With Auricularia cornea Ehrenb polysaccharide (ACEP) as raw material, the purpose of the study was to prepare Auricularia cornea Ehrenb polysaccharide-zinc (ACEP-Zn) complex. Fourier transform infrared spectroscopy (FT-IR), X-ray diffraction (XRD), scanning electron microscopy (SEM), nuclear magnetic resonance (NMR), and other means are used to analyze the physical-chemical properties and structure of ACEP and ACEP-Zn, to investigate the inhibition of α-glycosidase and α-amylase enzymes, and to explore its effects on the glucose metabolism of insulin-resistant HepG2 cells. Nuclear magnetic resonance (NMR) results show that a group of COO-, -CH3, and -OH in the sugar chain binds to Zn2+. Compared with the original polysaccharides, the surface morphology of ACEP-Zn changed obviously, and the molecular weight (Mn) of ACEP-Zn decreased, but the molecular agglomeration of ACEP-Zn increased. Moreover, the inhibitory effect of ACEP-Zn on α-glucosidase and α-amylase was stronger than that of the original polysaccharide. The results indicated that the structure of Auricularia cornea Ehrenb polysaccharide was changed obviously after the zinc complex, and its hypoglycemic activity was enhanced in vitro. In the cell experiment, the glucose consumption of IR-HepG2 cells was significantly increased at a concentration of 50–200 μg/mL (). The activity of SOD and NOS significantly increased (), and the activity of intracellular PK increased (). Therefore, it was speculated that the hypoglycemic effect of Auricularia cornea Ehrenb polysaccharide combined with zinc was related to the alleviation of liver cell damage caused by oxidative stress and the improvement of glucose metabolism of IR-HepG2 cells. The study provides a theoretical basis for the application of the polysaccharide-zinc complex in the hypoglycemic functional food field.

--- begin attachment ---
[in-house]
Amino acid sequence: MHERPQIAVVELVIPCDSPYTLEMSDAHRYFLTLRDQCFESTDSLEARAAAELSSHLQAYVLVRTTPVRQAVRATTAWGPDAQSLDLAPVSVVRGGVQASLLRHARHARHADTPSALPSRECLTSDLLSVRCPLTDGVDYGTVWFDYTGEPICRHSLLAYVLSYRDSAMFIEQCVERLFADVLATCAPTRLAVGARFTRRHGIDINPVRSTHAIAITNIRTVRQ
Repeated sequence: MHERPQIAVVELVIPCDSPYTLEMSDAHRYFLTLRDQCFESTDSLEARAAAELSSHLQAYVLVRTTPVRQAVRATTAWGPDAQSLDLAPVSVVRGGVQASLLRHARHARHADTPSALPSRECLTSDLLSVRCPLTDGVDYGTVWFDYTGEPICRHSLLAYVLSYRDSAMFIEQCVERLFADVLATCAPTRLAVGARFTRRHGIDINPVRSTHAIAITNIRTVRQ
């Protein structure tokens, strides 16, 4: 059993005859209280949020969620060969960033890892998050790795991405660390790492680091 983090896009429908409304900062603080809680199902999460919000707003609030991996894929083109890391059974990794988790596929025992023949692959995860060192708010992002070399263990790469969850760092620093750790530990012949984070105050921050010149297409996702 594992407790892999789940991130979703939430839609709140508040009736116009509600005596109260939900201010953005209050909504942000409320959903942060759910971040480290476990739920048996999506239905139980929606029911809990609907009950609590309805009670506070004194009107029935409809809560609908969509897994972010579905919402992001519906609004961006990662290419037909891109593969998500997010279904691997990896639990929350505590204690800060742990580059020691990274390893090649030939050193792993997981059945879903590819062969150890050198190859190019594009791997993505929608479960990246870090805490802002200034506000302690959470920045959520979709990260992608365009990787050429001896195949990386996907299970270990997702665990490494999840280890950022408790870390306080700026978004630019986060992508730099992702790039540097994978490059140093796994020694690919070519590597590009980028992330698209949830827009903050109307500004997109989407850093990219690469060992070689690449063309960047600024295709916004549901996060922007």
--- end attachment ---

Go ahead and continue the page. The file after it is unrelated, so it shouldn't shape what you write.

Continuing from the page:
1. Introduction

Type 2 diabetes mellitus (T2DM), an epidemic metabolic disease characterized by postprandial hyperglycemia, has become a major global health problem, which is predicted to affect approximately 439 million people by 2030 [1, 2]. Due to the decline in glucose uptake and metabolism in various organs, the blood and liver glucose and lipids are abnormally increased, resulting in hyperglycemia, hypertension and hyperlipidemia, central obesity, atherosclerosis, and other risk diseases [3]. Insulin resistance (IR) will trigger compensatory secretion of insulin, load of pancreatic islet cells, and function failure, thus making people with metabolic disorders develop into T2DM patients [4]. The liver, as the key organ of glucose and lipid metabolism in the human body, plays a special role in systemic insulin sensitivity [5]. Current treatments for T2DM include insulin and its analogues, sulfonylureas, thiazolidinediones, exenatide, and biguanide [6]. However, these interventions and oral drugs have the potential to have adverse effects, which are expensive. Therefore, it is necessary to explore new functional foods or drugs to prevent the occurrence of T2DM, improve the therapeutic effect of T2DM, and reduce its complications.